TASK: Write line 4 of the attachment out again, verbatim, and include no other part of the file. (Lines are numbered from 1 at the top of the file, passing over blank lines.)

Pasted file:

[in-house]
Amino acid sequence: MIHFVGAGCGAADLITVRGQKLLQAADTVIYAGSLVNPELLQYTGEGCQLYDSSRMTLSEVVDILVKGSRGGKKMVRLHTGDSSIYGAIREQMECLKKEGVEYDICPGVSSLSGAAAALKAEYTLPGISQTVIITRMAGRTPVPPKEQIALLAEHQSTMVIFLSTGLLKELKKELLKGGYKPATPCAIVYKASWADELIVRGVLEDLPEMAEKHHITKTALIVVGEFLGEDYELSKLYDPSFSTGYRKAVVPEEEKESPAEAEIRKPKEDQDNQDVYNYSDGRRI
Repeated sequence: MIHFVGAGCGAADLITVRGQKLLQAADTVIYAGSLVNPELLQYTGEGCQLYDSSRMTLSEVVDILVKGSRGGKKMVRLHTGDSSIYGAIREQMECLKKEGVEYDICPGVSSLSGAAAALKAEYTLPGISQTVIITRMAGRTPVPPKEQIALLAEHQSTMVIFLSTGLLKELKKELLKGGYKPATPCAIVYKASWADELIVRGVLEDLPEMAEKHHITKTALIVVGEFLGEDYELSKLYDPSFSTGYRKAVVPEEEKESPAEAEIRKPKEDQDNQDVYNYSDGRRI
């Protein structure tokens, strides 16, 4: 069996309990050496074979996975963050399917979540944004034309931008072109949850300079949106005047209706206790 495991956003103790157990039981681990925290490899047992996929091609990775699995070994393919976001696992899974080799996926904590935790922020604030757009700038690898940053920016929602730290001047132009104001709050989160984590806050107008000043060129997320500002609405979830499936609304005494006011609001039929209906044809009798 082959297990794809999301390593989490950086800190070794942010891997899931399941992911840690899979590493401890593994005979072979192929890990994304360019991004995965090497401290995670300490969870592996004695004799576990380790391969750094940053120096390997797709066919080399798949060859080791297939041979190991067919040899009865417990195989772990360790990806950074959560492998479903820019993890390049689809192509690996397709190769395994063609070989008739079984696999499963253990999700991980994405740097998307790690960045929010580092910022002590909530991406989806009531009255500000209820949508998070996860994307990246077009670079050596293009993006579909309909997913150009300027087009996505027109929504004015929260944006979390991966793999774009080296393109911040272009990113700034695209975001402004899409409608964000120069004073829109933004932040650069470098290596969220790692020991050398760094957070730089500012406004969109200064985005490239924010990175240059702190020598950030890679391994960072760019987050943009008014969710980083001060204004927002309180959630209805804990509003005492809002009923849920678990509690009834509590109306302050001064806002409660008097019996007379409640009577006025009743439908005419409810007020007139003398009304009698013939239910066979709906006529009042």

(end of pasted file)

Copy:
């Protein structure tokens, strides 16, 4: 069996309990050496074979996975963050399917979540944004034309931008072109949850300079949106005047209706206790 495991956003103790157990039981681990925290490899047992996929091609990775699995070994393919976001696992899974080799996926904590935790922020604030757009700038690898940053920016929602730290001047132009104001709050989160984590806050107008000043060129997320500002609405979830499936609304005494006011609001039929209906044809009798 082959297990794809999301390593989490950086800190070794942010891997899931399941992911840690899979590493401890593994005979072979192929890990994304360019991004995965090497401290995670300490969870592996004695004799576990380790391969750094940053120096390997797709066919080399798949060859080791297939041979190991067919040899009865417990195989772990360790990806950074959560492998479903820019993890390049689809192509690996397709190769395994063609070989008739079984696999499963253990999700991980994405740097998307790690960045929010580092910022002590909530991406989806009531009255500000209820949508998070996860994307990246077009670079050596293009993006579909309909997913150009300027087009996505027109929504004015929260944006979390991966793999774009080296393109911040272009990113700034695209975001402004899409409608964000120069004073829109933004932040650069470098290596969220790692020991050398760094957070730089500012406004969109200064985005490239924010990175240059702190020598950030890679391994960072760019987050943009008014969710980083001060204004927002309180959630209805804990509003005492809002009923849920678990509690009834509590109306302050001064806002409660008097019996007379409640009577006025009743439908005419409810007020007139003398009304009698013939239910066979709906006529009042």